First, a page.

I have to say, I liked the cafe but didn’t like the adding VAT on by stealth.

pickle says:
9 October 2010

Well, it’s not all that bad – and there are a lot of bargains to be had if you like the style. True collecting the stuff and paying for it is a hassle – but much aggro can be avoided by going ther when it is not so busy.


I find it very strange that you can never get a mobile phone signal in an Ikea, there’s no natural light, and there don’t seem to be any clocks. Could it be that Ikea has learned from casinos that the way to get people to focus on spending money is to make sure there are no other distractions?

A German take on the name “Ikea” is that it stands for “Idioten Kaufen Einfach Alles” (idiots will buy anything)…

Sophie Gilbert says:
12 October 2010

Ikea has been a godsend to my small budget! I wish I could afford nice independent shop furniture, or well known stuff like what John Lewis offers for example, including beautiful lamps and soft furnishings, kitchen utensils, but I can’t. Thank you, Ikea, for helping me make my home look nice without breaking the bank. And yes, go when it’s not so busy if you can.

Nicolás says:
12 October 2010

I think IKEA is a big store with a lot of things to buy and that`s is a good thing, but I prefer furniture stores where I can feel myself like home.
I prefer stores where I can buy in a more personal, familiar way, that makes me fell a better connection with staff and the way you appreciate products.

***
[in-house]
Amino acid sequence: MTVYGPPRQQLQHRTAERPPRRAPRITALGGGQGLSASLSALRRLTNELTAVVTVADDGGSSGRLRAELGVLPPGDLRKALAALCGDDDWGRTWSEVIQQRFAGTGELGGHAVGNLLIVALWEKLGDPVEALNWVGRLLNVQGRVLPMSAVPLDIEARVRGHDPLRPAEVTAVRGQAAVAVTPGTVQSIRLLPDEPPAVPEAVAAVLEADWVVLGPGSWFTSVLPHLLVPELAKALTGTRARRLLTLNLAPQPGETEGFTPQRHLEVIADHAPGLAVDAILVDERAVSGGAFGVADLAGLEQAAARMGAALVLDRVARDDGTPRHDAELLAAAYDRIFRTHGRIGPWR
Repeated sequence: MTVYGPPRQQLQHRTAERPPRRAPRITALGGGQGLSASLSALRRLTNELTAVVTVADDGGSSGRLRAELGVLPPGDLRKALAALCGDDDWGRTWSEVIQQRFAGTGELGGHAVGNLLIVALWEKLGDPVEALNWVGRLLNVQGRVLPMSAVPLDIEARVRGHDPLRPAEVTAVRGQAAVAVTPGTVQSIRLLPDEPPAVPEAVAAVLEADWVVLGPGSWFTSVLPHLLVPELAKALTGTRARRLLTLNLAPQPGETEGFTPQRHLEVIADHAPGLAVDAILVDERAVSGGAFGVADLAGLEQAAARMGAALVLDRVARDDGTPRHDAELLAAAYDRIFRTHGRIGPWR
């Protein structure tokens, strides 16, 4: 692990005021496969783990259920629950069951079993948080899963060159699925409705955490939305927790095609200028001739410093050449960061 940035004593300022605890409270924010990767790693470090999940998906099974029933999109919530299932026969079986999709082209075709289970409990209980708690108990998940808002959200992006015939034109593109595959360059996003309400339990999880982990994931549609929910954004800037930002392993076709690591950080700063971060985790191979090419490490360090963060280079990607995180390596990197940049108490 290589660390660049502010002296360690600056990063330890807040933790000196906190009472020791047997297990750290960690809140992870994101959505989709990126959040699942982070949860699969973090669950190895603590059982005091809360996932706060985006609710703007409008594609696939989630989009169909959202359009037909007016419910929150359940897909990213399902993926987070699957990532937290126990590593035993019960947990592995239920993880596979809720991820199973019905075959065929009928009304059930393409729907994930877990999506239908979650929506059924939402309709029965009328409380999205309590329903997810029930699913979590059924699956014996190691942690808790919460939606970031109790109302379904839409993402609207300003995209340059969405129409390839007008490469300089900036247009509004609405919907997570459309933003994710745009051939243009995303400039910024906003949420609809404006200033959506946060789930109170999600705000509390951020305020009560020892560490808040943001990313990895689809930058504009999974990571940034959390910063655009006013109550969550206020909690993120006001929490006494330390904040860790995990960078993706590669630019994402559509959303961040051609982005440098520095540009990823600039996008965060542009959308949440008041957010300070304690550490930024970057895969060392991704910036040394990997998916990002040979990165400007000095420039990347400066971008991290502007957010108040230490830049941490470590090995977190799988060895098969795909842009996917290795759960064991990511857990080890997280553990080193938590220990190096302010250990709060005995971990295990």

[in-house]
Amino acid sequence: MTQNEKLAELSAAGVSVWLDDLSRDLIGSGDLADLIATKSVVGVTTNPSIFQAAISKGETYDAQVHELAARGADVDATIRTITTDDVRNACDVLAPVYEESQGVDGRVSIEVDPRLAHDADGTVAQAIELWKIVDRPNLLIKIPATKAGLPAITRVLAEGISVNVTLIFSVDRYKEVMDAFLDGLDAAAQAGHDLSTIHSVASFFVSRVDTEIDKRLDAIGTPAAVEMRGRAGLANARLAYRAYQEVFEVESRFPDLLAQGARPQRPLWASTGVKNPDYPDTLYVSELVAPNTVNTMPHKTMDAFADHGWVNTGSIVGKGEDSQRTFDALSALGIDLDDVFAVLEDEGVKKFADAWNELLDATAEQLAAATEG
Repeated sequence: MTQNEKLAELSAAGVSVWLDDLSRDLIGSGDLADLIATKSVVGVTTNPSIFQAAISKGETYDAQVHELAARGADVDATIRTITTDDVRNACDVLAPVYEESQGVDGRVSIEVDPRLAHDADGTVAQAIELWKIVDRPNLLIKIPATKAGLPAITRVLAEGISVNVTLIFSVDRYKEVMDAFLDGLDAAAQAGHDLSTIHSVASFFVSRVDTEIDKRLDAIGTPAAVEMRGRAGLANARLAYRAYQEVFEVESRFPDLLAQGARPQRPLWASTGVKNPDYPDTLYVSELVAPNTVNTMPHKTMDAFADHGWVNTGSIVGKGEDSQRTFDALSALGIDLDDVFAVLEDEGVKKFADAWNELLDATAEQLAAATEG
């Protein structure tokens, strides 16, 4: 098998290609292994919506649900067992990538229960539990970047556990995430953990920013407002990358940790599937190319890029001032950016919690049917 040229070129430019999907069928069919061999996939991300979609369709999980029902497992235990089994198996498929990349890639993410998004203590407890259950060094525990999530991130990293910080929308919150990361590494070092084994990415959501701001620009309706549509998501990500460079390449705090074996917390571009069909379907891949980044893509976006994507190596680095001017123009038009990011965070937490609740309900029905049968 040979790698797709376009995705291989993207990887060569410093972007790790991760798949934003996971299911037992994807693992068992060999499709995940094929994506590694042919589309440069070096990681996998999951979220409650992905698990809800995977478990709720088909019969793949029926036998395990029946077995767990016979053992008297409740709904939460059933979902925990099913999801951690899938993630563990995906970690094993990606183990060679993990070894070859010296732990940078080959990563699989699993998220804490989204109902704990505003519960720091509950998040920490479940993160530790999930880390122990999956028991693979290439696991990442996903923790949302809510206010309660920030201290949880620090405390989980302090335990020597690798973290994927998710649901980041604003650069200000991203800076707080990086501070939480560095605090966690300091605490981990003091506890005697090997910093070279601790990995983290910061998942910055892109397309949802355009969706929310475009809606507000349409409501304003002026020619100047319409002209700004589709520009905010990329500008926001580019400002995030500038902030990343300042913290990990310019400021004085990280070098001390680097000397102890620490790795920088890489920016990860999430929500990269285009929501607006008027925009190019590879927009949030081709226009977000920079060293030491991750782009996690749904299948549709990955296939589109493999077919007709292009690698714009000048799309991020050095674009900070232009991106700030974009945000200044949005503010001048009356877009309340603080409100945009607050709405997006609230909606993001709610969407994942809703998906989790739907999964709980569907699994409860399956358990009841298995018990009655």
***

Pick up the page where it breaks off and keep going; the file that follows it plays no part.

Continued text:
Unfortunately stores like IKEA lost it.

[Hi Nicolas – we just had to make a little edit to your comment as the link read a little bit like spam. Thanks.]


I like IKEA for some of the smaller furnishings, like shelf units, frames, book cases and storage solutions but I can’t for the life of me wonder why anyone would want to part with their hard-earned cash and buy a bed or sofa from there. Even the experiences of Which members time and time again shows that they’re not built of particularly great quality.

As a company, though, they are particularly clever. All their products have exactly the same names in every country. Their website and catalogues are deliberately confusing to make people shop in store. And they make you wander through every department to force you to buy things you would never have thought of.

But if you want a pleasant IKEA experience, avoid weekends, shop mid-week. Preferably during the evening when push-chairs are largely absent.

Mark Williams says:
23 December 2010

I like Ikea products. They do a great range of decent quality and good value stuff. However (and it’s a big However) the shopping experience is a nightmare. To start with my nearest Ikea is quite a long way away but the problems really start when you get there. There’s virtually no staff to help and some of their modular products are hard to follow so there is a danger of getting the wrong parts.

Then there’s the warehouse. Even though we needed to have everything delivered we had to wait for nearly an hour for the right driver to come and get the boxes off a high shelf only for us to push the whole lot around the corner to check it all back in to the delivery department. And then there’s the cost of delivery. It would have been much cheaper to hire a large truck for the day!

And finally, when my young son announced he needed the toilet just after leaving the store, we discovered we had to go through the WHOLE store again to find the loos 🙁